California's stem-cell agency Wednesday awarded nearly $271 million in grants to build stem-cell laboratories statewide, with more than $126 million of that designated for universities and other research institutions in and around the Bay Area.
The money - coupled with additional money from the recipients and their donors - will generate more than $1.1 billion to build the facilities, lure faculty to work in them and cover other related costs.
Of the dozen universities and other research entities awarded money by the California Institute for Regenerative Medicine, Stanford University received the biggest grant - $43.5 million. Together with the $181.8 million Stanford has raised from its donors and other sources, the university will have the largest total - $225 million - committed to the project.
The four-floor, 200,000-square-foot building Stanford plans to build along Campus Drive on the south side of its medical school will house researchers who now work out of several buildings on and off campus. Stanford also hopes to recruit other faculty to work in the new building.
"We will bring together a group of scientists interested in all aspects of stem-cell biology and cancer stem-cell research," according to a statement issued by Dr. Irving Weissman, who directs the university's Stem Cell Biology and Regenerative Medicine Institute.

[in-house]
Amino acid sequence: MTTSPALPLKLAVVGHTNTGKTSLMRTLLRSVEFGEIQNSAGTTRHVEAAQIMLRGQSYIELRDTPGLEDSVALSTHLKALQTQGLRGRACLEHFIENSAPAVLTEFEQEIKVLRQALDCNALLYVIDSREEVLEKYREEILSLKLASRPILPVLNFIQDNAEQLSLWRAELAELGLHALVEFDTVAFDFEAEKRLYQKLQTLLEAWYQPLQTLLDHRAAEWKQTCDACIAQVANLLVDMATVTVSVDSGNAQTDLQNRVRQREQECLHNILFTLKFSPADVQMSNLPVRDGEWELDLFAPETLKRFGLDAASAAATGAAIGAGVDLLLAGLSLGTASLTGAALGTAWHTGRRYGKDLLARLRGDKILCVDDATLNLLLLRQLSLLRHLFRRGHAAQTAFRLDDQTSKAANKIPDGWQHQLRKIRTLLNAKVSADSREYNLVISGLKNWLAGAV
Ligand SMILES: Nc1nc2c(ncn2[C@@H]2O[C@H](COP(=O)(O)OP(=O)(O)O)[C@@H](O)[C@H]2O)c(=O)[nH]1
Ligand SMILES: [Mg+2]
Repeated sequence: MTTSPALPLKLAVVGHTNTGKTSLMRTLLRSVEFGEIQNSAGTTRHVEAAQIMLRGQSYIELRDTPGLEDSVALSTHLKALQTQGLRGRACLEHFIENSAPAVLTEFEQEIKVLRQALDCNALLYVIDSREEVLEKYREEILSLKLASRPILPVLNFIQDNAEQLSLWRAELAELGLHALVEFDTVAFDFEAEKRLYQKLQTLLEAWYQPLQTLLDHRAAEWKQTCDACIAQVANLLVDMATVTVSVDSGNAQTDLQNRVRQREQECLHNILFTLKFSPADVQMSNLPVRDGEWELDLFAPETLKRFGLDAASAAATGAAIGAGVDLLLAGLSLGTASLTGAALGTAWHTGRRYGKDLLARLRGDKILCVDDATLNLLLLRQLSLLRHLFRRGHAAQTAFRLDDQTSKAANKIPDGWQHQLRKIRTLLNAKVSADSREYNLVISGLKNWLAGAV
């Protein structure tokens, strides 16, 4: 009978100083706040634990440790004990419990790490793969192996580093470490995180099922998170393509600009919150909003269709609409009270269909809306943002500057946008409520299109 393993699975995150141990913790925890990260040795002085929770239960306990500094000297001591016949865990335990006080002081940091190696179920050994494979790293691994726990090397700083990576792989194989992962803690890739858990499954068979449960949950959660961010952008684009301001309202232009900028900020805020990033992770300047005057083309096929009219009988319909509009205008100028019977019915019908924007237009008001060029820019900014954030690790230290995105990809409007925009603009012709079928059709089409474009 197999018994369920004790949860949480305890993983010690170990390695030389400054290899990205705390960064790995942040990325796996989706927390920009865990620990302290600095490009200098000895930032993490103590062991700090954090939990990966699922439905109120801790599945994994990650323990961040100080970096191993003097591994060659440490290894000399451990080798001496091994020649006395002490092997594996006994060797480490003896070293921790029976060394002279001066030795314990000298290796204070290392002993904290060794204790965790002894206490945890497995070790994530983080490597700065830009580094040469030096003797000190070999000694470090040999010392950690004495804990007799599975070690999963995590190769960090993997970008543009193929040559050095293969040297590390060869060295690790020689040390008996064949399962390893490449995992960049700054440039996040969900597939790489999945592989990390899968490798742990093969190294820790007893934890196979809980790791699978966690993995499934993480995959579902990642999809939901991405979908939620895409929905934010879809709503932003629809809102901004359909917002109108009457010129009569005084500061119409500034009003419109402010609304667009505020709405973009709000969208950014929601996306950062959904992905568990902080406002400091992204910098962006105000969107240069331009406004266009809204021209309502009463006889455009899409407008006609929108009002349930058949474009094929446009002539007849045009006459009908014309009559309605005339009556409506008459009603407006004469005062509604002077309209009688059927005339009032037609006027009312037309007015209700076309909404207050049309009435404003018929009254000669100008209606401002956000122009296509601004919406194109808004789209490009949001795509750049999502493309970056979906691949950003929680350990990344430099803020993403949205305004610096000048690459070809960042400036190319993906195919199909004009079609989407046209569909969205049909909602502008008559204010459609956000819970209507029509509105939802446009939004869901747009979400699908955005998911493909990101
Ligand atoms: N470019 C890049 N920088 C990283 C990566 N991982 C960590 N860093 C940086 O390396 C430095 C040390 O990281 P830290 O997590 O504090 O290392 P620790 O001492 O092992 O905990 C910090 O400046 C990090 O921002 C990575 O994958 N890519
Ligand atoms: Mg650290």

The state agency also granted $34.8 million to University of California-San Francisco, $20.5 million to Buck Institute for Age Research in Novato, $20.1 million to University of California-Berkeley and nearly $7.2 million to University of California-Santa Cruz.
University of California-Davis received $20 million.
"This is truly a momentous day for all of us," said Arnold Kriegstein, director of the Institute for Regeneration Medicine at UC-San Francisco, during a news conference in Los Angeles, where the grants were announced. "We're very excited by what has been made possible today."
Dr. Alan Trounson, the stem-cell agency's president, said the money will help ensure the state's place in medical history.
"California will be a landmark, it will be the epicenter of the new medicine."
In a prepared statement, Gov. Arnold Schwarzenegger said the grants could lead to discoveries that "could save lives," adding that "this kind of public-private investment in a growing jobs sector is exactly the kind of good news our economy needs right now."
When General Wesley Clark spoke about the famous list of seven Middle Eastern countries to be demolished in five consecutive years, he has done nothing but remark, for the last time, if there was any need, Washington's willingness to redesign the Middle East within a more general framework of global domination.
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